(a Saturday night in The Square Peg)
What’s not to like about Wetherspoons? I’m sure I’ve mentioned this before but I’ve only visited one in Solihull (White Swan – pub 41), one in Nottingham (Joseph Else – pub 85) and one in Yardley (The William Tyler – pub 119) prior to this recent trip to Brum.
For me, one of the reasons I enjoy Wetherspoons boozers bucking the trend and being full all day every day, is that the people look down their noses at it.
Like a lot of things in society, it has become acceptable to sneer and belittle a certain section of society and whilst Wetherspoons attracts all ranges of society (it really does), fair play to Tim Martin and co for not abandoning a large section of the British population and ensuring food and drink is still affordable.
There are of course, lots of other reasons to enjoy pubs and 130 – The Square Peg B4 6PH was demonstrating lots of those reasons on a Saturday night in Birmingham.
The Square Peg’s name originates from the fact old Timbo described the historic Lewis’ department store building (that’s Lewis’ to anyone over 40 and not John Lewis) as ‘A square peg in a round hole.’
If you read the spoons website it tells you this expression is “generally used to describe an unusual individual who does not fit comfortably into the niche society has prepared for them.”
That, in a positive way, describes punters in The Square Peg and many other Wetherspoons boozers around the country.
I also like the fact they restore old buildings and when David Lewis opened his store in Corporation Street in 1885 he probably had little idea it would eventually end up as a pub with one of, if not the, longest bar in Britain.
However, like many behemoths of a bygone era it bit the dust in 1991 and The Square Peg has subsequently taken over the ground floor of this imposing building.
It is right on the edge of Corporation Street and looking towards arguably one of the last ‘unloved’ bits of Brum towards Lancaster Circus which will probably be spruced up ahead of the Commonwealth Games in 2022…if the Markets are being moved for a new project (see Bull Ring Tavern blog) then I’ve no doubt this area of Brum will reinvent itself once more.
Anyway, enough of the history lesson and suffice to say on Saturday night at around 8.30pm it was packed. The sort of footfall some pubs can only dream of and a rollicking good atmosphere.
I was in there with my pal who is not a native of Brum; he’s from Halifax and now resides in Derby, so he’s well versed with decent unpretentious pubs.
We both had a pint of Pale Ale (Shipyard) at a price that was remarkable really for a city centre boozer on a Saturday at peak time.
If I could think of one thing that sums up friendly people in Wetherspoons boozers then it would have to be as my bag split with some shopping in.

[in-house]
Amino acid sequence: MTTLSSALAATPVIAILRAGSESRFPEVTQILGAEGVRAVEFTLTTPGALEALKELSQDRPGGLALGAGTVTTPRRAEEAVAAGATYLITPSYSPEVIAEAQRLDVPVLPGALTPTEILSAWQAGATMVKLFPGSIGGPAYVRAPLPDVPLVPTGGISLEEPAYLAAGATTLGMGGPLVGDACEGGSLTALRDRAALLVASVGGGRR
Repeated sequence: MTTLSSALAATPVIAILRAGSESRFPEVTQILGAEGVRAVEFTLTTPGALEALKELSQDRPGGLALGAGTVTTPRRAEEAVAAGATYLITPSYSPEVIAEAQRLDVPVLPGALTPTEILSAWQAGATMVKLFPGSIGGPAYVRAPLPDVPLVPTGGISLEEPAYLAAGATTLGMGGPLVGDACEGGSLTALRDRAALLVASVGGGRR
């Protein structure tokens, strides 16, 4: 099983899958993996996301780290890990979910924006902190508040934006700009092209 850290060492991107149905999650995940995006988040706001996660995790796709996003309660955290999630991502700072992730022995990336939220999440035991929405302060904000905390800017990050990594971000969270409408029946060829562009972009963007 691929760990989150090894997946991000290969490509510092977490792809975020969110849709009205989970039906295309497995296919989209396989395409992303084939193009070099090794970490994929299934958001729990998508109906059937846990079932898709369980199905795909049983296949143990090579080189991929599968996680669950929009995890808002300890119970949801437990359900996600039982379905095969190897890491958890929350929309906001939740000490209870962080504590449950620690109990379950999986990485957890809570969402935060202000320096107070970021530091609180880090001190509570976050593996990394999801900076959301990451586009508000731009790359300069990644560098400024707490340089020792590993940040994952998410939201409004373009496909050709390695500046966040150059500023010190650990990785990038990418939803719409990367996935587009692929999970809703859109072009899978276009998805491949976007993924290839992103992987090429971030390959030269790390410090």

Nothing major at all as I could have dealt with it but a top bloke we had just started talking to from Manchester, Salford actually, and he told us that the city of Mancunia is definitely red Martin (!) Not only did we have a great chat about pub life he also commandeered a barman (no mean feat with massive queues) got him to fetch a black bin bag and then ensured I could carry Mrs BB’s present home with relative ease!
(All those ales and a Carling being drunk – normal life in normal pubs)
I loved the fact a complete stranger got a black bin bag for me, there were no questions asked by the bar staff and it is just another everyday occurrence in The Square Peg.
As the pictures show it was heaving and the length of the bar has to be seen to be believed and if you continuously walked from one end to the other then you could arguably burn off any calories put on through drinking… (Maybe a new Olympic sport?)
Earlier in the evening we had visited another bar with a chain of pubs and had an equally enjoyable time, albeit in a different environment.
131 – BrewDog Birmingham B1 1BL have their detractors but I am a fan. Yes, they are quite pricey but I maintain they have turned more people onto Ale than many other breweries.
The demographics of a Brewdog bar are different but it is definitely a good mix of male and female but it is usually a far younger crowd than you will find in your average ‘spoons.
Nonetheless, it was full, low lighting, music and had the buzz and crackle of a city centre pub. Brewdog were also at the forefront of attracting punters back into the John Bright Street area of Birmingham, which was full of clubs and punters in the eighties, hit a slump, and is now full of affluent clientele once more with the prospect of Rock City about to launch a venue to boot.
Punk IPA (Brewdog) was its usual quality pint and whilst you don’t get the controlled chaos of a Wetherspoons pub, this particular Birmingham branch of Brewdog is a hive of activity with a belting atmosphere.
We often think of Farmhouse Inns, Fayre and Square etc when chain pubs are mentioned but I’d be more than happy to drink in either of these two boozers anywhere in Britain.